Posted: 3:53 p.m. Monday, June 24, 2013
By Jeremy Quittner
As private companies continue to bounce back from the financial crisis, they're doing more with fewer people.
Keeping pace with and driving the economic recovery, small businesses continue to revive, while hiring lags.
That's the news from the just-released May private company survey by financial analysis firm Sageworks, of New York. Sageworks studies the financial statements of 1,000 private companies and bases its monthly research on sales growth for the previous six months.
Sales Are Up, Hiring Doesn't Keep Pace
Sales of private companies increased 10 percent in May, equal to the increase in April, and essentially equivalent to the same increase in May in 2012. Net margins across industries increased 6.6 percent, the same as April, and up more than two percentage points from the same period a year ago.
While private-company revenue is increasing, employment remains stagnant, with unemployment ticking up to 7.6 percent in May, from 7.5 percent in April, according to the Department of Labor.
Companies have learned to do business with fewer people. "As the recession happened, these companies learned to operate as leanly as possible, but they also picked up on additional technology as they became profitable, and they added new technology and systems that allow them to do more with the people they have in their offices," Libby Bierman, an analyst for Sageworks says.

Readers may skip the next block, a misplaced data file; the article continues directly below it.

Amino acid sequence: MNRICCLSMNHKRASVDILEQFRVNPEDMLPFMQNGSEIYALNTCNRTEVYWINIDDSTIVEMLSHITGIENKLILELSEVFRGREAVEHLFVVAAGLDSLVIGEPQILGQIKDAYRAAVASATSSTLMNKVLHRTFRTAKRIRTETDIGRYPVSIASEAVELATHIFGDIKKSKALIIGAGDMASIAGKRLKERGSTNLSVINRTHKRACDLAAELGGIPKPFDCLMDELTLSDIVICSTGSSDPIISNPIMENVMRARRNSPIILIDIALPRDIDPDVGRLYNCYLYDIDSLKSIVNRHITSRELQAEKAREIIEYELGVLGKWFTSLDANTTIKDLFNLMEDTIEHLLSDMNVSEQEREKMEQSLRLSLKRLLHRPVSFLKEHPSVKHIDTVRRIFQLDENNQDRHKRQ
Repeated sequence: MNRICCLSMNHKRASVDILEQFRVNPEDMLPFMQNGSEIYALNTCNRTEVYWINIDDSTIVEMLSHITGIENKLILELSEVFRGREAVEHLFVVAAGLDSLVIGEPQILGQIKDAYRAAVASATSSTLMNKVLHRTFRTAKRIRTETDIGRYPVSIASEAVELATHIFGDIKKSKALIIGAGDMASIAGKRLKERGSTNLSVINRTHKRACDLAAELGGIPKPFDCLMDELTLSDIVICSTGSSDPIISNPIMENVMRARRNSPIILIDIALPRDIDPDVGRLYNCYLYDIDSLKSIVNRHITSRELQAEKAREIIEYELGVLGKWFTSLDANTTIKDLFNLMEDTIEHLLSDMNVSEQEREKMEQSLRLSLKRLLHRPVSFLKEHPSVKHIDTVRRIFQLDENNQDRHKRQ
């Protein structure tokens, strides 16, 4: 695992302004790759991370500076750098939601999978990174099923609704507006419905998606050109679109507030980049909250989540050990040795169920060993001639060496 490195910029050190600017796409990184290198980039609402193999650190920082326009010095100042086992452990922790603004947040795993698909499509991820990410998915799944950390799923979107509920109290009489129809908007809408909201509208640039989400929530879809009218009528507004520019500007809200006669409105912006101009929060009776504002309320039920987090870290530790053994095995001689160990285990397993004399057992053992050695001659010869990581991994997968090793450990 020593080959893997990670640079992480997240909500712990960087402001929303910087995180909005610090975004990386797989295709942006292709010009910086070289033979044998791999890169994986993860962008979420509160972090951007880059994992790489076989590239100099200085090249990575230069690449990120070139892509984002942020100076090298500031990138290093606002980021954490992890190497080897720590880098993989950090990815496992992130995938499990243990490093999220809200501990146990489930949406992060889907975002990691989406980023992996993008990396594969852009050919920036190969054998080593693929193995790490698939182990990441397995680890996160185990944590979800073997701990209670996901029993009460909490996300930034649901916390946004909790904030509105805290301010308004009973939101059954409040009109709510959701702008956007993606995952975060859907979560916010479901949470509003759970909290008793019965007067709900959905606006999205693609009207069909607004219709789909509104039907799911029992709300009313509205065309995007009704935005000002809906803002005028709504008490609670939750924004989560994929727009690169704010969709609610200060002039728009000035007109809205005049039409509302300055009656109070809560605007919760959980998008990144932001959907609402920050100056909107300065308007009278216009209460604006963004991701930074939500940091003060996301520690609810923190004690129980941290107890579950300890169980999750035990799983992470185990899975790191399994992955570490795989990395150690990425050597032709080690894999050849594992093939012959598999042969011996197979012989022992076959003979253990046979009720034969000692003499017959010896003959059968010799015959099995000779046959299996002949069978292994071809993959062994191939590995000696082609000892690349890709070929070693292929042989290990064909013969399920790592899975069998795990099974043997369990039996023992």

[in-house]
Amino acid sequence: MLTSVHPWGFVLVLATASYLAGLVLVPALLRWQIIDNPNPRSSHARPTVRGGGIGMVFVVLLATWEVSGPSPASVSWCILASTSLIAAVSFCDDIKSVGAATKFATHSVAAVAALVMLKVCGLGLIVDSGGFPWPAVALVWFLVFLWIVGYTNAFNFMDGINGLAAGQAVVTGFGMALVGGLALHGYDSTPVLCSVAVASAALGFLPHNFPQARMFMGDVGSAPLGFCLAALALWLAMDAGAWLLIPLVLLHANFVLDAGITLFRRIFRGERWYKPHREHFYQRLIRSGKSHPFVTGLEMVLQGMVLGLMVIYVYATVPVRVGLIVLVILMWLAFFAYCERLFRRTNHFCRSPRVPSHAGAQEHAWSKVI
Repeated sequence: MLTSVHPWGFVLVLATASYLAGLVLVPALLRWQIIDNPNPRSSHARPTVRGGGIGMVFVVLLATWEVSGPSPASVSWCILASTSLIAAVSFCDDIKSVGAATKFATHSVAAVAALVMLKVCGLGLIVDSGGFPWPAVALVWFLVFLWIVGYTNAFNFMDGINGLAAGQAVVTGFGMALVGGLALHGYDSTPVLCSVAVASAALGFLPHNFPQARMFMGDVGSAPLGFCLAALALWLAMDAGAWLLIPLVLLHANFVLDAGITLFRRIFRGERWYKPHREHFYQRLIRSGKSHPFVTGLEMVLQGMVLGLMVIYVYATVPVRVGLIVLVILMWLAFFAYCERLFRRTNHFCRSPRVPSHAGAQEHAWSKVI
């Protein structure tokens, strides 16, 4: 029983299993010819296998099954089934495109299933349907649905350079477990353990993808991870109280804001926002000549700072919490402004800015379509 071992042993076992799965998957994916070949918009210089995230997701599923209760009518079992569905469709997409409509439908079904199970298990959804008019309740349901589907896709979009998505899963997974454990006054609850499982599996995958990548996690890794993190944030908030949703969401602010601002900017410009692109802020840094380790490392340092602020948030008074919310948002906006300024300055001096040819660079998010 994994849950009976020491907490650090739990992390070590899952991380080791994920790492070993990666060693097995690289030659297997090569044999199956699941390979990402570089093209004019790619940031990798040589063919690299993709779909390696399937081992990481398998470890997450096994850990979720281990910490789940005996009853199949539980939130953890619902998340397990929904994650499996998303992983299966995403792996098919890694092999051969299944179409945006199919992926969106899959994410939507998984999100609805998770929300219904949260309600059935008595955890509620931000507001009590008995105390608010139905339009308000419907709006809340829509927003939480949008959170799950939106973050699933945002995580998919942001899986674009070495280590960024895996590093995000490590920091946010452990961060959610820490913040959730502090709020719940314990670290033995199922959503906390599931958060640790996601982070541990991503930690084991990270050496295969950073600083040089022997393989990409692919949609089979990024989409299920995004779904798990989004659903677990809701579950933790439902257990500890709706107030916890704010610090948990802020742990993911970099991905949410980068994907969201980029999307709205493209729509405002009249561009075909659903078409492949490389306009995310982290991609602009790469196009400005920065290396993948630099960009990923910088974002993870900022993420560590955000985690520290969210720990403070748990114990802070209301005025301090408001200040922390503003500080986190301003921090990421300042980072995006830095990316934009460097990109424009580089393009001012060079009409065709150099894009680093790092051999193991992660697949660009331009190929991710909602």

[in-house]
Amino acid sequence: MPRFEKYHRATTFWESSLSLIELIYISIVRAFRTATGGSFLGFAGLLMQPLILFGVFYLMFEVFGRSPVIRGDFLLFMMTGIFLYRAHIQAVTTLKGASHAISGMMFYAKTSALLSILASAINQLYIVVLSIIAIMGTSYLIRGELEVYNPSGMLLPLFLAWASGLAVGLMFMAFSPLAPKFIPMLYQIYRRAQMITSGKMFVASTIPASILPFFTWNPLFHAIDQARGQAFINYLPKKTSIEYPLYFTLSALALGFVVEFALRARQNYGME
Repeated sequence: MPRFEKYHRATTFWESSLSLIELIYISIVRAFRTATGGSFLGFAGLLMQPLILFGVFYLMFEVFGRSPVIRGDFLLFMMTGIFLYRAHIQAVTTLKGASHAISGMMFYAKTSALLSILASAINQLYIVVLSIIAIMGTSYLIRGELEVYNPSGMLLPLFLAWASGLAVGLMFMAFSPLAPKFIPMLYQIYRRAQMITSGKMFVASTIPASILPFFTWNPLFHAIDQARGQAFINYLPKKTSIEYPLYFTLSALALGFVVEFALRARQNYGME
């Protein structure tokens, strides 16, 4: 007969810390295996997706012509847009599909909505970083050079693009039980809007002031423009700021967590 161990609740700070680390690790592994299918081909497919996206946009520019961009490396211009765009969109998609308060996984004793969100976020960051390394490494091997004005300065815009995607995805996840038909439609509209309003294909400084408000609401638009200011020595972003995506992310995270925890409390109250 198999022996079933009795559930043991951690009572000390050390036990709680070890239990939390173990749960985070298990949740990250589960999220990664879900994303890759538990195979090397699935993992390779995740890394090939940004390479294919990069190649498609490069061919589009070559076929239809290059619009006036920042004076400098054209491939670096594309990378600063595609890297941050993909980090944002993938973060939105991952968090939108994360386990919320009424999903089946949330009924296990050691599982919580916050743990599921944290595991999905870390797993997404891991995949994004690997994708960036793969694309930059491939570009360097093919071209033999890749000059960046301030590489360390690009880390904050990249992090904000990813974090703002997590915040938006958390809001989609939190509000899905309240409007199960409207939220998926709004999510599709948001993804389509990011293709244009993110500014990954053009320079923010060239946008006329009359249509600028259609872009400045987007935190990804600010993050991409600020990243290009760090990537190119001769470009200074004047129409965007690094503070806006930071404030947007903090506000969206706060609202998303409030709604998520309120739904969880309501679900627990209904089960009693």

Where the Most Growth Is
Construction companies grew more than any other sector Sageworks tracks in May, notching a 13.3 percent increase in sales, the same as in April. That's up about three percentage points from the year ago period.
Services companies also saw big growth in May. Sales for private companies in the management, scientific, and technical consulting sub-sector grew more than 15 percent, while staffing firms were up 15 percent, professional services more than 10 percent, and building and residential management 9 percent.
During the recession, out-of-work people may have started their own services companies because the barriers to entry and upfront equipment costs are low, Bierman says. Such companies, which include everything from IT consulting to janitorial services, still represent a good opportunity for people without work, or for anyone interested in creating a start-up, Bierman says.
"These industries are growing, so there is an opportunity because they are easy to get into, and you are more likely to see success," Bierman says.